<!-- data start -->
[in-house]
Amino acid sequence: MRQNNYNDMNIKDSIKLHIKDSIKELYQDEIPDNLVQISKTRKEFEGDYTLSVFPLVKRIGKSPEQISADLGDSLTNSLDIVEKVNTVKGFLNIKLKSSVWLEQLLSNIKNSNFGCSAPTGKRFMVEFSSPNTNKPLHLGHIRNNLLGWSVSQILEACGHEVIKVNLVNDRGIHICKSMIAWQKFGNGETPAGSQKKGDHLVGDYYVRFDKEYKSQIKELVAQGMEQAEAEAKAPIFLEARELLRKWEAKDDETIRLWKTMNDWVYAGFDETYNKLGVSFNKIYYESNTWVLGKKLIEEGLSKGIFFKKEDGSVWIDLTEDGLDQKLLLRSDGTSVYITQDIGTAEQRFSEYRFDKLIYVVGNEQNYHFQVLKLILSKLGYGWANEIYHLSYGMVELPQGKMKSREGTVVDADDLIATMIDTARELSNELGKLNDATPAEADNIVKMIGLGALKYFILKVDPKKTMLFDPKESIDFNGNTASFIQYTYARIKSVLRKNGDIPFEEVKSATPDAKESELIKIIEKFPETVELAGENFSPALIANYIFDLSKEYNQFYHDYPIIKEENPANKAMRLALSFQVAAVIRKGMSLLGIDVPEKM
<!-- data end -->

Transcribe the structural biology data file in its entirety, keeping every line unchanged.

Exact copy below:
[in-house]
Amino acid sequence: MRQNNYNDMNIKDSIKLHIKDSIKELYQDEIPDNLVQISKTRKEFEGDYTLSVFPLVKRIGKSPEQISADLGDSLTNSLDIVEKVNTVKGFLNIKLKSSVWLEQLLSNIKNSNFGCSAPTGKRFMVEFSSPNTNKPLHLGHIRNNLLGWSVSQILEACGHEVIKVNLVNDRGIHICKSMIAWQKFGNGETPAGSQKKGDHLVGDYYVRFDKEYKSQIKELVAQGMEQAEAEAKAPIFLEARELLRKWEAKDDETIRLWKTMNDWVYAGFDETYNKLGVSFNKIYYESNTWVLGKKLIEEGLSKGIFFKKEDGSVWIDLTEDGLDQKLLLRSDGTSVYITQDIGTAEQRFSEYRFDKLIYVVGNEQNYHFQVLKLILSKLGYGWANEIYHLSYGMVELPQGKMKSREGTVVDADDLIATMIDTARELSNELGKLNDATPAEADNIVKMIGLGALKYFILKVDPKKTMLFDPKESIDFNGNTASFIQYTYARIKSVLRKNGDIPFEEVKSATPDAKESELIKIIEKFPETVELAGENFSPALIANYIFDLSKEYNQFYHDYPIIKEENPANKAMRLALSFQVAAVIRKGMSLLGIDVPEKM